A Paradigm Shift in Energy!
Six or seven years ago, the U.S. was very concerned that the balance of payments was showing large deficits year after year. Much was attributed to importing oil from overseas. Oil production in the U.S. was in decline and the large reserves found in Alaska were beginning to dwindle. The picture was not good. A byproduct of this was that energy costs in the U.S. were going up, reducing the capital spending of corporations and consumers as they spent more on energy.
This has all changed! The U.S. now has the largest reserves of oil and gas in the world due to new extraction technologies. This is a game changer. Natural gas in particular is important because the use of natural gas has a lower impact on the carbon footprint. For this reason, utility companies are converting to natural gas and moving away from coal. Even more important is that manufacturing costs in the United States, using natural gas, are less expensive than anywhere else in the world. This low cost energy, along with high U.S. productivity, high quality workmanship and a stable government, is driving new high tech manufacturing to the U.S. This has a long-term positive impact on U.S. growth. In the third quarter of 2013, the government reported a growth rate of 4.1%! This is the type of growth you’d expect from a developing country, not a mature country like the U.S.
In addition to the lower costs associated with natural gas, the U.S. is now importing less oil and is actually exporting oil. These changes have had a material impact, reversing the U.S. balance of payments from negative to positive. The U.S. is likely to become energy self-sufficient. Oil we had been buying overseas is now available for other countries. This change may keep worldwide oil prices in check. The leveling off of energy costs can have a favorable impact on the European and the Japanese economies as well.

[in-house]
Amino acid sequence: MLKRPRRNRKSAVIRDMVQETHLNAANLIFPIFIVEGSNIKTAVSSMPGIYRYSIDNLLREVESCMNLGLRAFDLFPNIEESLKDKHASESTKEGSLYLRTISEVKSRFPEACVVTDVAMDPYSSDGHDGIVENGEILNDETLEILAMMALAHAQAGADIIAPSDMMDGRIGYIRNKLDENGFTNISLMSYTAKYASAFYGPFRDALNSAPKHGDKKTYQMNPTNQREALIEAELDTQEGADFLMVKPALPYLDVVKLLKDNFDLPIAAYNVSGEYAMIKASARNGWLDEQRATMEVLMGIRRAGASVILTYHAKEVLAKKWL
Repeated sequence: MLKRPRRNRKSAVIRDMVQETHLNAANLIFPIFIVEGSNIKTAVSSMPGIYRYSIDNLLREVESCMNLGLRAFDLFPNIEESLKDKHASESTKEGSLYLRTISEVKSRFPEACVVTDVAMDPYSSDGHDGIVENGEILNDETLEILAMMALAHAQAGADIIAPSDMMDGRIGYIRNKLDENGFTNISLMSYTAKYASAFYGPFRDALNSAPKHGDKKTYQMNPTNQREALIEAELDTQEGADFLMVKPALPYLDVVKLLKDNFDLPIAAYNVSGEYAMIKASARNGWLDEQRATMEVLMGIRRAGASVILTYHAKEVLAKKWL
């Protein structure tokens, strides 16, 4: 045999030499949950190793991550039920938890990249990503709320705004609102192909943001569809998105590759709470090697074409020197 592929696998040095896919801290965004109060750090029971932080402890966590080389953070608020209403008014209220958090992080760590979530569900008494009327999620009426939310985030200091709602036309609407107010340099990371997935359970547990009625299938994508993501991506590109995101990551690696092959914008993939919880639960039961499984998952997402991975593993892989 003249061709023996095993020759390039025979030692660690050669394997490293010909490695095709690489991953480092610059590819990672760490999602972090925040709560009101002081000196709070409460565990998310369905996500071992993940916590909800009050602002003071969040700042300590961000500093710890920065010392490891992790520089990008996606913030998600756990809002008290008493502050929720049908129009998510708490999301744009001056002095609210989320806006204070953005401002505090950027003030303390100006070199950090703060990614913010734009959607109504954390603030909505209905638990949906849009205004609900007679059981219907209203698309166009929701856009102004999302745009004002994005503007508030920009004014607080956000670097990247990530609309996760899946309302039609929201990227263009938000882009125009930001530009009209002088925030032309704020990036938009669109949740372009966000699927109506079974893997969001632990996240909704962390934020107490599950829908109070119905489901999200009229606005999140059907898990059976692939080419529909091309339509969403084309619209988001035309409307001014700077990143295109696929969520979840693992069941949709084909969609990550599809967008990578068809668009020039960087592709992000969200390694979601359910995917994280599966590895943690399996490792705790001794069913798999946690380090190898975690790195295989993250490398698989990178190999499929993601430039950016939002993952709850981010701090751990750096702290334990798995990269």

In the U.S., the advantage of gas will be felt the most in areas where pipelines already exist. We will likely see more gas pipelines being built in the future as states realize that they are at a strategic disadvantage without a source of inexpensive natural gas. By the end of 2014, three major new pipelines should be completed, bringing more oil into the state of Texas to be refined. This will have a major impact on the U.S. ability to export more oil.
A year ago, economists were thinking that a growth rate of 3.0% to 3.5% in the U.S. would be the best we could do. Given the results of the third quarter of 2013 at 4.1%, is it possible that the U.S. could be looking at a growth rate of 5% or more in the future? If that happens, the U.S. would have an expanding economy similar to emerging market countries, but with the infrastructure to handle the growth.
The impact of this shift in the U.S. energy position is difficult to predict but I believe we are at the beginning of what could be a major boom period and a return of manufacturing to the U.S.